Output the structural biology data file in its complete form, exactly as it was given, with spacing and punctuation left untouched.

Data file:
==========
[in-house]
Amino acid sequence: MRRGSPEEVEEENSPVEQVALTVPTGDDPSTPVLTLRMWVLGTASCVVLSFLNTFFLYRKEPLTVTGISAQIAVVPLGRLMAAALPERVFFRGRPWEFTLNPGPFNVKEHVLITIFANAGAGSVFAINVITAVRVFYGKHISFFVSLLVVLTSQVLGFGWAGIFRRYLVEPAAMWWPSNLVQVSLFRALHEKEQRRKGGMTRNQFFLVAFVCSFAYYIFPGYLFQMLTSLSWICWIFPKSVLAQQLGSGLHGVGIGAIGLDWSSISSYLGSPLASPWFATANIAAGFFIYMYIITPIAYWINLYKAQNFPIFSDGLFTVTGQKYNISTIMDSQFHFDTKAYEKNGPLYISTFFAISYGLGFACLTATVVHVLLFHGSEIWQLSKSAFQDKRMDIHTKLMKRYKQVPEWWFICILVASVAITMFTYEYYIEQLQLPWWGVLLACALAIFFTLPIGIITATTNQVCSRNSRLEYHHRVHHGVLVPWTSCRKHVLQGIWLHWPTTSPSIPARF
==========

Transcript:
[in-house]
Amino acid sequence: MRRGSPEEVEEENSPVEQVALTVPTGDDPSTPVLTLRMWVLGTASCVVLSFLNTFFLYRKEPLTVTGISAQIAVVPLGRLMAAALPERVFFRGRPWEFTLNPGPFNVKEHVLITIFANAGAGSVFAINVITAVRVFYGKHISFFVSLLVVLTSQVLGFGWAGIFRRYLVEPAAMWWPSNLVQVSLFRALHEKEQRRKGGMTRNQFFLVAFVCSFAYYIFPGYLFQMLTSLSWICWIFPKSVLAQQLGSGLHGVGIGAIGLDWSSISSYLGSPLASPWFATANIAAGFFIYMYIITPIAYWINLYKAQNFPIFSDGLFTVTGQKYNISTIMDSQFHFDTKAYEKNGPLYISTFFAISYGLGFACLTATVVHVLLFHGSEIWQLSKSAFQDKRMDIHTKLMKRYKQVPEWWFICILVASVAITMFTYEYYIEQLQLPWWGVLLACALAIFFTLPIGIITATTNQVCSRNSRLEYHHRVHHGVLVPWTSCRKHVLQGIWLHWPTTSPSIPARF